In his book, Green Beans and Legacies, Robert P. Newberry offers a list of nine basics for parenting. One of them is: A lot of quality time is required to raise a successful child.
The author uses his career as educator, counselor, therapist, lecturer and consultant to share advice and tips on raising successful children. However, Newberry especially uses his experience as the parent of three grown children. In the chapter on the above Basic, Newberry shares examples of how he and his wife spent quality time with their children, but also how others — like a naval officer who spent six months a year away from his family — spent quality time by reading into cassettes while he was away. Nowadays, with FaceTime and Skype, absent parents can spend quality time with their children even if they are far away.
When I became pregnant with our first child, my husband and I decided that I would stay home with our children. I enjoyed playing games, reading and playing with Lego with them. Just because a mother stays at home doesn’t necessarily mean she is giving her children quality time, however. Newberry states in his book: “I know of other parents who are physically with their children often, but are present to them rarely in terms of attention, care and concern.”
I’ve also known mothers who have worked full-time but were able to spend wonderful quality time with their children in the evening and on weekends.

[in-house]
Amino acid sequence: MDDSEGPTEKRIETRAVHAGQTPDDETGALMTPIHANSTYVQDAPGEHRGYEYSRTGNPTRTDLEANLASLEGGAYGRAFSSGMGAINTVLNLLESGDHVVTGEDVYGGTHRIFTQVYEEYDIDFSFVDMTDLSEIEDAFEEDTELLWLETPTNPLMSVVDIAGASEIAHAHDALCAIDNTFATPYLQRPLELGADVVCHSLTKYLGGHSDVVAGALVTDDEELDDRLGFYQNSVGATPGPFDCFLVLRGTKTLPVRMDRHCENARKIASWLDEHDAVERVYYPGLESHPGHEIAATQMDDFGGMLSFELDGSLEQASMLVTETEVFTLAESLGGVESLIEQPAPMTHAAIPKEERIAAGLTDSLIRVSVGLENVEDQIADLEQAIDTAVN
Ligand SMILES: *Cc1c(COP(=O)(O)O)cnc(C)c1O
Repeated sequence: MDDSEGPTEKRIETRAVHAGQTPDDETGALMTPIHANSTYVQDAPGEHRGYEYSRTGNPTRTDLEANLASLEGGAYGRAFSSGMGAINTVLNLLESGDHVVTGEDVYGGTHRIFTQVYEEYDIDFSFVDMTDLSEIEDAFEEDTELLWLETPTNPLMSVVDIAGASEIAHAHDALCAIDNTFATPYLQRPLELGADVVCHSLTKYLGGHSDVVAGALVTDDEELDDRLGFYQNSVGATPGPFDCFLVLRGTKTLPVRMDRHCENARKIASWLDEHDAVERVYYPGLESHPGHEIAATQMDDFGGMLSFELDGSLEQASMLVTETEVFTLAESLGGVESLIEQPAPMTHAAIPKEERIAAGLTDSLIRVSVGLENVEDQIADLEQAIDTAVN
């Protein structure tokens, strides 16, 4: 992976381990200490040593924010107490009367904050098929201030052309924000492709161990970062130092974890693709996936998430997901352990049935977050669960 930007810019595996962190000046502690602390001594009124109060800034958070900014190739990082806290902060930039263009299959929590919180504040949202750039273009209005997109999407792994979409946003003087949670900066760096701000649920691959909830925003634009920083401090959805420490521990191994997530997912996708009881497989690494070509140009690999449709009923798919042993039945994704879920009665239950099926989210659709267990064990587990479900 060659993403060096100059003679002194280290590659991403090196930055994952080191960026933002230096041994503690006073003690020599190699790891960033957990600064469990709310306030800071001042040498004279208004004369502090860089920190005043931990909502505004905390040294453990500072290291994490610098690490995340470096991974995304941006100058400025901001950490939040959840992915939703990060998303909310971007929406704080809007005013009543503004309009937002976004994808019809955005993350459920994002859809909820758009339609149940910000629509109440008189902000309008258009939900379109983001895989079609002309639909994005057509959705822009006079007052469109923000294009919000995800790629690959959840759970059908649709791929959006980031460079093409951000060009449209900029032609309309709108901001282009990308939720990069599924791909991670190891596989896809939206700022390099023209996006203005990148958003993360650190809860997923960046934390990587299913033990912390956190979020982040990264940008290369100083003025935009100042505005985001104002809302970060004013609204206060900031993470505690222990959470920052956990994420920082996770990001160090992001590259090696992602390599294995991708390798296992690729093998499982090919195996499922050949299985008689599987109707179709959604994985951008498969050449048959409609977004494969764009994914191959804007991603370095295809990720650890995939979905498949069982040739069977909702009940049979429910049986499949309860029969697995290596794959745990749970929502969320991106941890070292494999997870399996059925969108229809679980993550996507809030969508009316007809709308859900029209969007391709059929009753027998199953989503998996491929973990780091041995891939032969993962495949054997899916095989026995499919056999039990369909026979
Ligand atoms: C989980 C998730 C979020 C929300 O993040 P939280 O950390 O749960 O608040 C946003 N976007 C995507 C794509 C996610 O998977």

So how do you get quality time if you’re working long hours? Newberry offers an example of writing a Christmas letter to each of his children every year. “Each letter included our own personal reflection of how he or she had grown and matured through the previous year. The letter provided an opportunity to offer encouragement for upcoming challenges and to convey our strong support and concern for his or her well-being.”
When our children were small, my husband worked 60 hours weeks. However, when he was home, he spent time reading to our boys before bed and as they became older, they shared their love of music by playing together in our own family band. In fact, most of our children began playing musical instruments (not because we insisted, but because they wanted to) taking the example of their father’s musical talents, and spent much of their free time learning songs on the guitar, piano and drums.
Quality time with your children is possible whether or not you are a full-time homemaker or work a full-time job.
I highly recommend Robert P. Newberry’s book, Green Beans and Legacies as an invaluable resource for helping parents raise successful children. Click on this link to download the Kindle edition or this link to purchase the paperback book.
For more information on this Basics and on Newberry’s book, Green Beans and Legacies, click on this link: http://www.robertpnewberry.com